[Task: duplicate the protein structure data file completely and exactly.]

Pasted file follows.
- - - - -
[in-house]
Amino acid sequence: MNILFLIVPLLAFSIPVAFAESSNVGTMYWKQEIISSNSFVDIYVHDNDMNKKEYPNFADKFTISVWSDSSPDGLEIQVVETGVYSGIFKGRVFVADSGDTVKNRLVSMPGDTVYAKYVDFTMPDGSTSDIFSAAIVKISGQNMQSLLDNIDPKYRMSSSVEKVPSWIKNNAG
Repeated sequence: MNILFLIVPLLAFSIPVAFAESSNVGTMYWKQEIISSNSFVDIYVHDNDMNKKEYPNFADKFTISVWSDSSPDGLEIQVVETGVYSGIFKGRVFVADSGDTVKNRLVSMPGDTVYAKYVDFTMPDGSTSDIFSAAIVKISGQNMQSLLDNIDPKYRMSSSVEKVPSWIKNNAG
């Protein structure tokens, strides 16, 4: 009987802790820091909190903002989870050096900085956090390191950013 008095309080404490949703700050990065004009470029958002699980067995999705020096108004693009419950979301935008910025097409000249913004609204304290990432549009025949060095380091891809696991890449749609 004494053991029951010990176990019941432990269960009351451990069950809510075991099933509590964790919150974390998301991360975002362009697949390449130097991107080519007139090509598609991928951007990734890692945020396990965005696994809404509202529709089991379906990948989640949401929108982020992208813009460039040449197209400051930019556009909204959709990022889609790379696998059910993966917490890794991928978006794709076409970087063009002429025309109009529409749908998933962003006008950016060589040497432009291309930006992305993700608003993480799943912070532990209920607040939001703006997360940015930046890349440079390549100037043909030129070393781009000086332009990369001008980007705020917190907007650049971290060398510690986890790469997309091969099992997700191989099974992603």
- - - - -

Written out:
[in-house]
Amino acid sequence: MNILFLIVPLLAFSIPVAFAESSNVGTMYWKQEIISSNSFVDIYVHDNDMNKKEYPNFADKFTISVWSDSSPDGLEIQVVETGVYSGIFKGRVFVADSGDTVKNRLVSMPGDTVYAKYVDFTMPDGSTSDIFSAAIVKISGQNMQSLLDNIDPKYRMSSSVEKVPSWIKNNAG
Repeated sequence: MNILFLIVPLLAFSIPVAFAESSNVGTMYWKQEIISSNSFVDIYVHDNDMNKKEYPNFADKFTISVWSDSSPDGLEIQVVETGVYSGIFKGRVFVADSGDTVKNRLVSMPGDTVYAKYVDFTMPDGSTSDIFSAAIVKISGQNMQSLLDNIDPKYRMSSSVEKVPSWIKNNAG
């Protein structure tokens, strides 16, 4: 009987802790820091909190903002989870050096900085956090390191950013 008095309080404490949703700050990065004009470029958002699980067995999705020096108004693009419950979301935008910025097409000249913004609204304290990432549009025949060095380091891809696991890449749609 004494053991029951010990176990019941432990269960009351451990069950809510075991099933509590964790919150974390998301991360975002362009697949390449130097991107080519007139090509598609991928951007990734890692945020396990965005696994809404509202529709089991379906990948989640949401929108982020992208813009460039040449197209400051930019556009909204959709990022889609790379696998059910993966917490890794991928978006794709076409970087063009002429025309109009529409749908998933962003006008950016060589040497432009291309930006992305993700608003993480799943912070532990209920607040939001703006997360940015930046890349440079390549100037043909030129070393781009000086332009990369001008980007705020917190907007650049971290060398510690986890790469997309091969099992997700191989099974992603």